Perspectives is a series that highlights emerging issues in the area of agri-SME and smallholder finance from the perspective of practitioners and thought leaders within and outside the SAFIN network. In this interview, Tommaso Ferretti, PhD Candidate at McGill University and Special Advisor at the International Trade Centre’s Alliances for Action programme, speaks about the role of agri-SMEs in the global coffee value chain and the key risks and opportunities affecting investment in coffee agri-SMEs as highlighted in the upcoming ITC Coffee Exporter’s Guide.
Please tell us about the upcoming ITC Coffee Exporter’s Guide and your role in developing it.
The International Trade Centre (ITC) Coffee Exporter’s Guide is the ultimate compass for policymakers, investors, development practitioners, and any private sector operators approaching the world of coffee. The previous edition was published in 2012, and it was time to update its contents with the latest trade, financing, sustainability, and consumption trends. I was very excited when the Alliances for Action team at ITC asked me to contribute as a member of the core group of authors. I brought in my research expertise on impact investments and innovation in agri-commodities global value chains (GVCs). I focused on tracking critical innovations that connect finance to more sustainable forms of coffee production. However, I cannot emphasise enough that the new Guide is the outcome of a participatory effort. We had a constant iteration with industry stakeholders, including agri-SMEs.
How would you describe the role of agri-SMEs in the global coffee value chain? How has it evolved since the last Coffee Exporter’s Guide was published almost 10 years ago?
I believe that the role of agri-SMEs has not changed. What has changed is the industry’s recognition of such role. Agri-SMEs are the engine of the coffee industry. They struggle daily to overcome countless risks, bring coffee to the world, improve its quality, confront the hardships of climate change, and create better livelihoods for their communities. Compared to when the last Guide was published, the industry is today more aware about this crucial role. Any meaningful change geared towards securing long-term productivity and greener, more just coffee production involves infrastructural investments at agri-SME level. This means moving beyond mere compliance and trade promotion. The new Guide highlights this evolution and shows how the social and environmental sustainability of agri-SMEs’ operations is interlinked with the profitability of the coffee industry.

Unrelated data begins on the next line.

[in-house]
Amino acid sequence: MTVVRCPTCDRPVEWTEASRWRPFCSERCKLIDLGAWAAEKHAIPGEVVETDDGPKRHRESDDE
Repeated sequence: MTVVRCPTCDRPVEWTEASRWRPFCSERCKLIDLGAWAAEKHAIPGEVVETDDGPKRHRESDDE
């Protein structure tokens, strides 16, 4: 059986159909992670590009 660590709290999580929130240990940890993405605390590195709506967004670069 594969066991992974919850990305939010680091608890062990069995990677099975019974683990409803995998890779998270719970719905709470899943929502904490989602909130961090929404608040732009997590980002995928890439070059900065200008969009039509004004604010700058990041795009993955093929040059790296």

What are the key risks and opportunities affecting investment in coffee agri-SMEs particularly in a post-COVID perspective, according to the Guide?
Agri-SMEs find it increasingly difficult to cope with rising temperatures and humidity, extreme weather events, and aging plantations. Addressing these risks at the enterprise and the systemic levels can unlock interesting investment opportunities. For example, agri-SMEs often seek long-term funding to finance crop renovation. The renewal of coffee plantations combined with the introduction of agroforestry systems and environmental best practices can secure long term productivity, enable access to niche markets, and minimize the negative impact of climate change. This type of financing is less risky when associated with broader investments in research and infrastructure. For instance, most producing countries lack funding to develop new coffee varieties, establish nurseries, and deliver technical assistance. Investments of this nature are long-term and require coordination, but market demand for coffee is also going to be there for the long term.
Are there new models of agri-SME finance emerging in the coffee sector that you think are particularly worthy of attention?
I believe that blended finance offers a universe of solutions whose implementation must be tailored to specific contexts and needs. New technologies and digitalization certainly offer a set of new options for coffee agri-SMEs. However, there is a risk of having the commercial priorities of financial institutions drive these solutions. I believe instead in the importance of governance models that combine agri-SME financing with commercial alliances across the coffee GVC and policy support. GVC alliances involving producers, research institutions, public sector, roasters, and retailers reduce investment risk and expand the number of SMEs that can access financing. They secure market access to investees; adapt commercial requirements to the timeline demanded by infrastructural investments; and help agri-SMEs develop their capabilities. National and regional policies in support of this enabling environment create traction to scale-up such investments.
Tommaso Ferretti, PhD Candidate at McGill University and Special Advisor at the International Trade Centre’s Alliances for Action programme
Tommaso is a Ph.D. Candidate in Strategy at McGill University. His research focuses on how finance and investments shape innovation and sustainability in agricultural global value chains. Before joining McGill, Tommaso was a consultant at the International Trade Centre (ITC), where he led project implementation in Ghana, Zimbabwe, and the Caribbean Region. Tommaso is a law graduate from the University of Pisa and holds an MPA from LUISS University in Rome, Italy.